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A Quick Primer on Port and Port Accessories

Tuesday, June 3rd, 2008 at 2:09:16 PM
by Josh F., Wine Enthusiast Companies

After Bordeaux, Port may be the most famous wine in the world. Everyone’s heard of it and millions have enjoyed it. But how much do you really know about Port?

Port SipperHere’s a quick rundown of the ins and outs of this popular sweet sensation. Yes, Port is a sweet wine and the real thing comes from Portugal, although so-called “Port” is made in many regions around the world. Port is a fortified wine, because to make it, alcohol (brandy) is added to the fermenting vats. This interrupts the fermentation because the high alcohol level kills off the yeasts. Thus, a high quantity of grape sugar remains in the wine. There are several types of Port, each with its own distinct character and proper method of handling.

Vintage PortsVivid Decanter
The best ports are Vintage Ports. These are the Ports that collectors desire. Port, like Champagne, only declares a vintage in the best years. This ensures that Vintage Ports are always very high quality. A Vintage Port is aged two years is cask and then bottled unfiltered. Of all the great wines produced, Vintage Port may be the one that requires the longest cellar aging. Generally, 10-20 years minimum aging is recommended. After just a few years of bottle age it will start to throw off a great quantity of sediment, so it must be carefully decanted before drinking. Use a wide decanter for breathing purposes, such as the Vivid, and you can also use a funnel with a screen. Mature vintage Port is sweet, lively and complex.

Reserve Tawny Ports
The next best ports are Reserve Tawny Ports, often just referred to as “Reserve” and then a number of years; 5, 10, 20… These ports are aged in cask for the number of years on the label and then bottled. Hence, they are fully mature and ready to drink when purchased. The Port is racked off the lees when it’s bottled, so there is no sediment and these wines do not need decanting. Because they are cask aged for so long, Reserve Ports have a tawny color and a different character that Vintage port, often with a distinct nuttiness. Once opened however, these wines are delicate, so it’s a good idea to use a preservative like Private Preserve or VacuVin to keep the wine as fresh as possible. Cohelita Ports are similar to Reserve Ports but are from a single vintage. They should be handled the same way.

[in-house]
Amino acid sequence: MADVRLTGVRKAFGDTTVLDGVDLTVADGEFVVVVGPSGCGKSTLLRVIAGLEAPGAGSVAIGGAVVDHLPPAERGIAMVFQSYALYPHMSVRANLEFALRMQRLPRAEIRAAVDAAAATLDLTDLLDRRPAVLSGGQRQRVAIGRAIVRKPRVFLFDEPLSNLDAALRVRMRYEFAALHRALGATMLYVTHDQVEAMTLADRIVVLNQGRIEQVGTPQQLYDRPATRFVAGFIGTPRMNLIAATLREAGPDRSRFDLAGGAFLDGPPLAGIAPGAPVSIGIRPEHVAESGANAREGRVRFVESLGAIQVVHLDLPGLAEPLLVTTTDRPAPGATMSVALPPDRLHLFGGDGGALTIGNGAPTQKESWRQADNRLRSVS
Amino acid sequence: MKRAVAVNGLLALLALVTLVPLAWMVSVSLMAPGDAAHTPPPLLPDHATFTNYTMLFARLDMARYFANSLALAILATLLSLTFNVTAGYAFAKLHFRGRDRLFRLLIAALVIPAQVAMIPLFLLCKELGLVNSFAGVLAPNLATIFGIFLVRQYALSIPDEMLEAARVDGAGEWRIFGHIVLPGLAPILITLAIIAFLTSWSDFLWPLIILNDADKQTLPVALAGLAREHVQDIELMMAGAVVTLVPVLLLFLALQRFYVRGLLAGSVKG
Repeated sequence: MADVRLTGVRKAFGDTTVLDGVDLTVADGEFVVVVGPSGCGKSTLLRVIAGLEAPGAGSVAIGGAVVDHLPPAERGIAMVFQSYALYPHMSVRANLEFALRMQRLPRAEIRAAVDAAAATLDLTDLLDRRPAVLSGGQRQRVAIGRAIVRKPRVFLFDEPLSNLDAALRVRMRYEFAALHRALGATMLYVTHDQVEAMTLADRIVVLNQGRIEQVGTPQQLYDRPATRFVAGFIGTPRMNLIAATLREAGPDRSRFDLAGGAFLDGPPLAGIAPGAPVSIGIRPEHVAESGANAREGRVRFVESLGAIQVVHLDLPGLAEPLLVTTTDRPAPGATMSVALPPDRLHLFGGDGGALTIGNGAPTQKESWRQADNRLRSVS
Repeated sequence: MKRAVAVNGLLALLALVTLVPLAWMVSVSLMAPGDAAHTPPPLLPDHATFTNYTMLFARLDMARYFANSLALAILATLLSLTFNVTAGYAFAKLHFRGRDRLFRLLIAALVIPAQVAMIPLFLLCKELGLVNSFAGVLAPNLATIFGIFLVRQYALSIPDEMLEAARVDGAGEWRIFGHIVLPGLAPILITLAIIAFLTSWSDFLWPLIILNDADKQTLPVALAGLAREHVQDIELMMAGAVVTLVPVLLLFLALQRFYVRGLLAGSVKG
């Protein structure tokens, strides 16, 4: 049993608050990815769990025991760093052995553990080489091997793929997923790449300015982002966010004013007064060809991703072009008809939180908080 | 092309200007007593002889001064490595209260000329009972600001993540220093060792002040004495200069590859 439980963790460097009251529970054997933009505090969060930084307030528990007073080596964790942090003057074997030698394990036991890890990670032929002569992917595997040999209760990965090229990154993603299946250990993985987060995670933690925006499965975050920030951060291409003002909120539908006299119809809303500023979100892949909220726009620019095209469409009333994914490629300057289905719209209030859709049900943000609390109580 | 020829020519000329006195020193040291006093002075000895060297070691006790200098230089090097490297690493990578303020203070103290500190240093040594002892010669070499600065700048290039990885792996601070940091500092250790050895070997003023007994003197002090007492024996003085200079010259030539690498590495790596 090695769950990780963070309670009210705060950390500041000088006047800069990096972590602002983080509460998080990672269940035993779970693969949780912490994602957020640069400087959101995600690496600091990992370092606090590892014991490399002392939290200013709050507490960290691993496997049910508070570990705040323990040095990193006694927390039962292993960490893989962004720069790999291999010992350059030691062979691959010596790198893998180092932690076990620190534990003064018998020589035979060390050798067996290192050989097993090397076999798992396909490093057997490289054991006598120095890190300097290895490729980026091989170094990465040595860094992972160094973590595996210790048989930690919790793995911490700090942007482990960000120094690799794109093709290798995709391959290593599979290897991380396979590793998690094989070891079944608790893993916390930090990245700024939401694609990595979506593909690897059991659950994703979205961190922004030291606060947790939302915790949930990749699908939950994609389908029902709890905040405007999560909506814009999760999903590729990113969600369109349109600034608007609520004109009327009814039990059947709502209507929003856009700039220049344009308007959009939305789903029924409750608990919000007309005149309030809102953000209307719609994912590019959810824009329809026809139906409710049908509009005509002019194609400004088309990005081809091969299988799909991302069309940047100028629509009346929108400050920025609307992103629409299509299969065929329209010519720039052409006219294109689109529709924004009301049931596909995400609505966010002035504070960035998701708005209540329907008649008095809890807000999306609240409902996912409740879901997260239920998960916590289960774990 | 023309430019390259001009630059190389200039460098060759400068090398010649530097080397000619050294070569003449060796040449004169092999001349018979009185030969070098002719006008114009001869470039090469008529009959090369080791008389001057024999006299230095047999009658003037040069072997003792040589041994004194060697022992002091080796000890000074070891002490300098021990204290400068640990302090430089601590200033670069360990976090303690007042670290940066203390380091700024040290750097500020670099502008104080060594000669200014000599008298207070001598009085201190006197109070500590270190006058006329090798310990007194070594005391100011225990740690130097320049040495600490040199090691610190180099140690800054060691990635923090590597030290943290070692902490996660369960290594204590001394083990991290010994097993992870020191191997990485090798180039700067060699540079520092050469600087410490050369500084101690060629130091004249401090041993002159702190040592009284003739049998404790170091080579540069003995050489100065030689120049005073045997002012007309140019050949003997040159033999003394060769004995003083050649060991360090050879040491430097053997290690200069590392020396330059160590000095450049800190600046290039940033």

Riedel DominusVintage Character or Late Bottled Vintage Ports
What used to be called Ruby Ports are now mostly referred to as Vintage Character or Late Bottled Vintage Ports. These simplest of Ports are made from the off-year grapes either singly or blended. They are deep in color, sweet and fresh. Like Reserve ports they are not intended to age further and do not carry sediment. For elegant service you may pour one of these ports into a lead-free stoppered decanter like our Riedel Dominus and then keep it with a shot of Private Preserve until you’re ready to serve it again.

Riedel PortPort Glassware
When you’re ready to serve Port, be sure you have the appropriate stemware so that the bold aromas can be fully expressed. A Port glass has a narrower bowl so that the nose is concentrated. You’ll likely experience black currant, pepper, truffles and smoky notes that you won’t want to miss! The Riedel Sommeliers Vintage Port glass is ideal, or try some fantastic Port Sippers (see above) for parties.

What is your favorite type of Port and how do you serve it? Leave us a comment, and let us know!

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4 Responses to “A Quick Primer on Port and Port Accessories”

  1. And ideally store at 55 degrees before/after opened until gone, like a good red – correct?

  2. Absolutely right Brian. And don’t wait too long to finish the bottle. In spite of the higher alcohol and the sugar, Port does tend to show the affects of oxidation after a week or so.

  3. You missed out

    White Port – Usually drunk chilled, as an aperitif
    Colheita – A Single harvest Tawny Port – Will have an year on it, as opposed to age (10, 20, 30 years etc). Tawny port is actually a blend of a number of years to produce an “average”, hence the age.

    Also, depending on the type of port, determines how quickly it should be consumed after opening.

    Vintage should be consumed within 24-48 hours of opening.
    Colheita within a week
    Tawny within 2-4 weeks
    LBV or Ruby – 3-6 weeks
    White – varies, but usually 2-6 weeks

    These are general guidelines though.

  4. Robert,

    Thank you for adding some good information.

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